Celos (1974) from Tuna

Celos (1999) translates as jealousy, and that is the single-minded theme in this film from noted Spanish director Vicente Aranda. Carmen (Aitana Sánchez-Gijón) and Antonio (Daniel Giménez Cacho) are to be married, when Antonio discovers a picture of her with 5 friends, including one man with his arm around her. Antonio can't leave it alone, and wants to know about the relationship. 
It becomes increasingly obvious that Carmen is hiding something. Antonio works as a long haul trucker for the same orange packing house that Carmen works for, which gives him ample opportunity to investigate, and try to find this mysterious man, even after they marry. I didn't predict the ending. 


Sánchez-Gijón shows breasts and buns several times making love with Cacho. Although the scenes are not overly explicit, they are very hot. We also see extended nudity including full frontal from Itziar Miranda as a hooker that Cacho questions. 

DVD info from Amazon.

  • Widescreen anamorphic, 1.78:1

The lighting was very nice, making the most out of Spanish sunlight, and the performances were also good. The DVD has subtitles that can't be turned off, and is a little dark and grainy in places.

The Critics Vote

  • none online

The People Vote ...

  • With their votes ... IMDB summary: IMDb voters score it 6.7 
IMDb guideline: 7.5 usually indicates a level of excellence, about like three and a half stars from the critics. 6.0 usually indicates lukewarm watchability, about like two and a half stars from the critics. The fives are generally not worthwhile unless they are really your kind of material, about like two stars from the critics. Films under five are generally awful even if you like that kind of film, equivalent to about one and a half stars from the critics or less, depending on just how far below five the rating is.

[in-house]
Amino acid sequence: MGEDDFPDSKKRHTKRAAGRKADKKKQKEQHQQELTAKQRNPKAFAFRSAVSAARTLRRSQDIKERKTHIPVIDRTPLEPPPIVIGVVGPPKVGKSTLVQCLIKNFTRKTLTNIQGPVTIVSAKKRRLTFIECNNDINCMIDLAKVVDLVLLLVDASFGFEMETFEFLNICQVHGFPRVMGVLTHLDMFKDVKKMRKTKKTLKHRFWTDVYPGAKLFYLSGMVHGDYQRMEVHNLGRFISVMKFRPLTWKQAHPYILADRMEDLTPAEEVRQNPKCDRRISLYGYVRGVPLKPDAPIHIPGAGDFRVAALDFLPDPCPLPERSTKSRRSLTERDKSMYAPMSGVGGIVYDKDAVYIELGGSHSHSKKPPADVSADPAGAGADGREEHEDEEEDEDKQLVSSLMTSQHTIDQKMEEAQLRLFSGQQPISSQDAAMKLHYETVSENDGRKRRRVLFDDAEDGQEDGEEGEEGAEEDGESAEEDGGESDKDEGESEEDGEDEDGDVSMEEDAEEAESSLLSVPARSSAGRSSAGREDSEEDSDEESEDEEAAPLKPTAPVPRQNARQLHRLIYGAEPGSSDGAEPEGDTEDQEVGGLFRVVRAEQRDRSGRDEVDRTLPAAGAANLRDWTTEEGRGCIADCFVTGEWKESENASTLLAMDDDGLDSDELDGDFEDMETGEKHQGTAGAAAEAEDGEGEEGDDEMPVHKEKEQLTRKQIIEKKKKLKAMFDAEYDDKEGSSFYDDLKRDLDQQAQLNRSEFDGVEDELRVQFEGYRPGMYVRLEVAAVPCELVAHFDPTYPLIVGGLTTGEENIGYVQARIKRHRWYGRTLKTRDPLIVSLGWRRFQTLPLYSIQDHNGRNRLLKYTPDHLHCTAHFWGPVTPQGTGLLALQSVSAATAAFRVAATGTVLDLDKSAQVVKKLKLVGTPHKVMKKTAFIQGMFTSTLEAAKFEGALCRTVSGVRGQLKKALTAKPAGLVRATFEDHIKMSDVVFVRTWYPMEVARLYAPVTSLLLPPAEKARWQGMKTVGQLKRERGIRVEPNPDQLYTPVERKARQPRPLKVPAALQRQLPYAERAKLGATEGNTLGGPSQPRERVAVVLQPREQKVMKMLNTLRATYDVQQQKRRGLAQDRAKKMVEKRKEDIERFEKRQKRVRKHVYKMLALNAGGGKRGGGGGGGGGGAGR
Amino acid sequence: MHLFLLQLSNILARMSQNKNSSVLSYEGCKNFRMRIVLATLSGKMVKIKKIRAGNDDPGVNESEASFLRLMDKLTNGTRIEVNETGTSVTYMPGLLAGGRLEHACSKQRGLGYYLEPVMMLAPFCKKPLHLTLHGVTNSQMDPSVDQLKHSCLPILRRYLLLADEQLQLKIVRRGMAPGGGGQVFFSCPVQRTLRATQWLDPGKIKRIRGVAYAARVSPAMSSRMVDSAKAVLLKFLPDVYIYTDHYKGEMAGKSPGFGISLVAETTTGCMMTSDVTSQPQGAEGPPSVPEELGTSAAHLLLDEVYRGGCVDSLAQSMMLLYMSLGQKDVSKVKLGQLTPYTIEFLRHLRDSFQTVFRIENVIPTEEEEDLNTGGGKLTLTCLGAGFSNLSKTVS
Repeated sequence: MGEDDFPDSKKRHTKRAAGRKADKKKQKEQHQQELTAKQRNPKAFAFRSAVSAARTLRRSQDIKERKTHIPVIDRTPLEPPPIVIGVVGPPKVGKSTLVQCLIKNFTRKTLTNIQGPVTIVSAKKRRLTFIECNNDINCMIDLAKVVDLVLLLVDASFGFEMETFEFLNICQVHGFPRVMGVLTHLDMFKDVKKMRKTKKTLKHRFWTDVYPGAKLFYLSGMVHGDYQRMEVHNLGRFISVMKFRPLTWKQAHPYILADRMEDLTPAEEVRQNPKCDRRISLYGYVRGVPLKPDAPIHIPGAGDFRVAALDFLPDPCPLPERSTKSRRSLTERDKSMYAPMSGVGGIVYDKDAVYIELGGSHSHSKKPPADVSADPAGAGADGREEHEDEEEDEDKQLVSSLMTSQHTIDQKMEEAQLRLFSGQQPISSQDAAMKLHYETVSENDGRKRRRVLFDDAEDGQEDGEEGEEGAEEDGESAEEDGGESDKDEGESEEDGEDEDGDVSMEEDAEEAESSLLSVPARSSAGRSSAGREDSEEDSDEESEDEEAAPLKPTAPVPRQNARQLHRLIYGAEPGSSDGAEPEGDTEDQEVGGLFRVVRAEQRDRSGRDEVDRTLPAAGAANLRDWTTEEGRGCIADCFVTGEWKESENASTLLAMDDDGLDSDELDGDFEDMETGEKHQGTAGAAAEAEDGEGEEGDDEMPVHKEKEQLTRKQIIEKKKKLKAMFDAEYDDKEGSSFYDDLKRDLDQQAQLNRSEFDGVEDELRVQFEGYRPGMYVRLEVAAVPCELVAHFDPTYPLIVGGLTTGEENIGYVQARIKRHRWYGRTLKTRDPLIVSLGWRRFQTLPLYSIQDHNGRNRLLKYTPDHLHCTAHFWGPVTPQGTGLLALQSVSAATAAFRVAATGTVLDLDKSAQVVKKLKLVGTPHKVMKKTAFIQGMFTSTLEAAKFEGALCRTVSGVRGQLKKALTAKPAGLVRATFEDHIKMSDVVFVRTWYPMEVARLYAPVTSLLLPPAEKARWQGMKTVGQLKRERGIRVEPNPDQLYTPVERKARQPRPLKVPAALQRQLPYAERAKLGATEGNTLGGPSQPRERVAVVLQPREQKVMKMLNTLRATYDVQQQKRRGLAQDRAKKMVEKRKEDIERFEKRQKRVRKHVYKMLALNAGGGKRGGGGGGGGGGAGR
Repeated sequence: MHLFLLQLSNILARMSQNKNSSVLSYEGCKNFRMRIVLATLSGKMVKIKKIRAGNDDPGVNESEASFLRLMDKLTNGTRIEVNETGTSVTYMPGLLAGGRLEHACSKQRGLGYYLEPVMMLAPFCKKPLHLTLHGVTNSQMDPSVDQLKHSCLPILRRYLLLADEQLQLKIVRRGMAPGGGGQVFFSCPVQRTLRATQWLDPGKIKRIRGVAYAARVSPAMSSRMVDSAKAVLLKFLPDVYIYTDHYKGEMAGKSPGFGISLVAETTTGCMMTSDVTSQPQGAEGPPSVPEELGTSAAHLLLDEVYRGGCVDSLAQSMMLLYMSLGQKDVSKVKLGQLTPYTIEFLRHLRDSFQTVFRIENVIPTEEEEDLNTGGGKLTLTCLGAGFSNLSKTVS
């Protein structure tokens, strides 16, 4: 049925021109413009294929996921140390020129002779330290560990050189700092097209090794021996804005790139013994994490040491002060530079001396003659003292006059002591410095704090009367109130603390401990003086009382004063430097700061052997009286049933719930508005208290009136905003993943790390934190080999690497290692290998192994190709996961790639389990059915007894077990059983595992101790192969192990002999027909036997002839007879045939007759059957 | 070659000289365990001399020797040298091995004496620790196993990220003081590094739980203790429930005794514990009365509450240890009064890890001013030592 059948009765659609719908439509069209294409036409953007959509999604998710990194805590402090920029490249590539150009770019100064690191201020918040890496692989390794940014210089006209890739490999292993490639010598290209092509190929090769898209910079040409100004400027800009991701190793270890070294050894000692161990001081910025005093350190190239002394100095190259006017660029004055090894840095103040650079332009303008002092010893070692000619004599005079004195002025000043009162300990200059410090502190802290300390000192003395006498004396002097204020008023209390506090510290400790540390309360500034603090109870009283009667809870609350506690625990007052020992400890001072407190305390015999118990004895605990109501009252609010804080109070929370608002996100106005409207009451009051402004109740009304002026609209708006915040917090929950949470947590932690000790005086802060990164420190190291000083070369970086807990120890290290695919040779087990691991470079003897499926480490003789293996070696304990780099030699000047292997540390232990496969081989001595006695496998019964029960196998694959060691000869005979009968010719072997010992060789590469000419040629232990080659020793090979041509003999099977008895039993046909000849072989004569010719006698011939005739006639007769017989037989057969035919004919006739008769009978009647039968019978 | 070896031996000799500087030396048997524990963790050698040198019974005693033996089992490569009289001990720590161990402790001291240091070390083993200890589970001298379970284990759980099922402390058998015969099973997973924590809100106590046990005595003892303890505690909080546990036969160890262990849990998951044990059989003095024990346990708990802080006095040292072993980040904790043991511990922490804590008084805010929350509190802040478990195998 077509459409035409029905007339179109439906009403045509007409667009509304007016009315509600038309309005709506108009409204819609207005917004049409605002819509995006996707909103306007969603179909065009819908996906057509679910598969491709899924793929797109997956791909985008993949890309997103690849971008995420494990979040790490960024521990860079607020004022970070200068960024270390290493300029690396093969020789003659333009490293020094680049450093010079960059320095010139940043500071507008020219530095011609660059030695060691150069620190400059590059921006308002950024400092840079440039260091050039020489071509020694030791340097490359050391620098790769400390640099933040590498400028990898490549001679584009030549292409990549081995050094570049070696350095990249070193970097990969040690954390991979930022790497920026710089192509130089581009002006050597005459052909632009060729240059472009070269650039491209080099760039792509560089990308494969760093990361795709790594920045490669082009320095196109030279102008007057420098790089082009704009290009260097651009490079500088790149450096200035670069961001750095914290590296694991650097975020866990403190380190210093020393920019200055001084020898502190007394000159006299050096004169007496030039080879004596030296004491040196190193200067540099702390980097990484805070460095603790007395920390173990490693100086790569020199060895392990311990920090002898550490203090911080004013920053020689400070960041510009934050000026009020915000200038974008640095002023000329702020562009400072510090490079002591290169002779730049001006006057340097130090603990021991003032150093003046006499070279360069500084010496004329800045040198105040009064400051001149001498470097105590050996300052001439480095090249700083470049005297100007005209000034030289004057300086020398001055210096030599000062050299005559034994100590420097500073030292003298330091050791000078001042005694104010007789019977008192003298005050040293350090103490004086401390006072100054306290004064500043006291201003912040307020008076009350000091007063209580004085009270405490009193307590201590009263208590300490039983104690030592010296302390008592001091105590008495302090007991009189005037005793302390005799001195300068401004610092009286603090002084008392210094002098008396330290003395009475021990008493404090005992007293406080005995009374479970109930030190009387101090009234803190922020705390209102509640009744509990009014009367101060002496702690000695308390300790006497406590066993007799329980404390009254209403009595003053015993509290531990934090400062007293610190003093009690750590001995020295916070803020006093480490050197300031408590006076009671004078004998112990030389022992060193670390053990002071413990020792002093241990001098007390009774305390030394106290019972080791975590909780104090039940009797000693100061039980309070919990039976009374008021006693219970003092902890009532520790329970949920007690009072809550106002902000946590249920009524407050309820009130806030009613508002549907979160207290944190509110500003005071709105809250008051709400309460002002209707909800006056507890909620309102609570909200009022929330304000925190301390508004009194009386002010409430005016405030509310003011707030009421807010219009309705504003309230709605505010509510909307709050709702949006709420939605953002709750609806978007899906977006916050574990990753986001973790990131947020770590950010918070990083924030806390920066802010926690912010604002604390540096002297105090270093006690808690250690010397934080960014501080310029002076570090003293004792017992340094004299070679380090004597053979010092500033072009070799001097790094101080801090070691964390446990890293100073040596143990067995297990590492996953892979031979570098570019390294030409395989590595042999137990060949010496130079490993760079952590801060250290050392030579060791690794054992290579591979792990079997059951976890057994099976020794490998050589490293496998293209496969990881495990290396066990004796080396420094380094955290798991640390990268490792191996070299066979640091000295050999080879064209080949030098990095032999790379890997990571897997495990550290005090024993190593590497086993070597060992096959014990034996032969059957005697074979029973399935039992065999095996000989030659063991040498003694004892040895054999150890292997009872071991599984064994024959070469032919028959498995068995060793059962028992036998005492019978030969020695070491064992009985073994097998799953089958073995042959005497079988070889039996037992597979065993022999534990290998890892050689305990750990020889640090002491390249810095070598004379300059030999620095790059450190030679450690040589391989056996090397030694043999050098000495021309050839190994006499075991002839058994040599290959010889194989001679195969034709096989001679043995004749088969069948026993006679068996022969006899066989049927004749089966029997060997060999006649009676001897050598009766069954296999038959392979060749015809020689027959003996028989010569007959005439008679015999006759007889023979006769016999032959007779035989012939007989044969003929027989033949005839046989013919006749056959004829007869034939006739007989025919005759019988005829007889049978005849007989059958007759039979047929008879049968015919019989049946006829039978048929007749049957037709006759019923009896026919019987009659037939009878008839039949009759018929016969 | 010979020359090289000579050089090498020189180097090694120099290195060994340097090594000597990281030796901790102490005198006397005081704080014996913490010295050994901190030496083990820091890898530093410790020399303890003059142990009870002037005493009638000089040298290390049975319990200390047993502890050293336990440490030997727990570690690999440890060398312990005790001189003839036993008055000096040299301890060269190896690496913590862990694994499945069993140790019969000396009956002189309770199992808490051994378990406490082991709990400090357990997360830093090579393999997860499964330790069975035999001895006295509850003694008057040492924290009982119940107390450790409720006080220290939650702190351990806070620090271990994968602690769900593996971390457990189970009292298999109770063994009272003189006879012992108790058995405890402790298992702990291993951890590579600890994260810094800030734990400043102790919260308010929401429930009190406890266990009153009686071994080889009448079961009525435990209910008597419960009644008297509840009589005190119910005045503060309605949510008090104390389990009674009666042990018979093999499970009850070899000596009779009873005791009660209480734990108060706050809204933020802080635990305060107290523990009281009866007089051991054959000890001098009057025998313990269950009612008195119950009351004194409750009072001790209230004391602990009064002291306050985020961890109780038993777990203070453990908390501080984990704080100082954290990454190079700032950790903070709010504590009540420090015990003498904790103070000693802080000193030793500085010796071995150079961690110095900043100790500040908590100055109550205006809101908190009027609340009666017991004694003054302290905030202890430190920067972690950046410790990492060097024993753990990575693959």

My own guideline: A means the movie is so good it will appeal to you even if you hate the genre. B means the movie is not good enough to win you over if you hate the genre, but is good enough to do so if you have an open mind about this type of film. C means it will only appeal to genre addicts, and has no crossover appeal. D means you'll hate it even if you like the genre. E means that you'll hate it even if you love the genre. F means that the film is not only unappealing across-the-board, but technically inept as well.

It is billed as a thriller, but is more of a drama. I enjoyed it. C+

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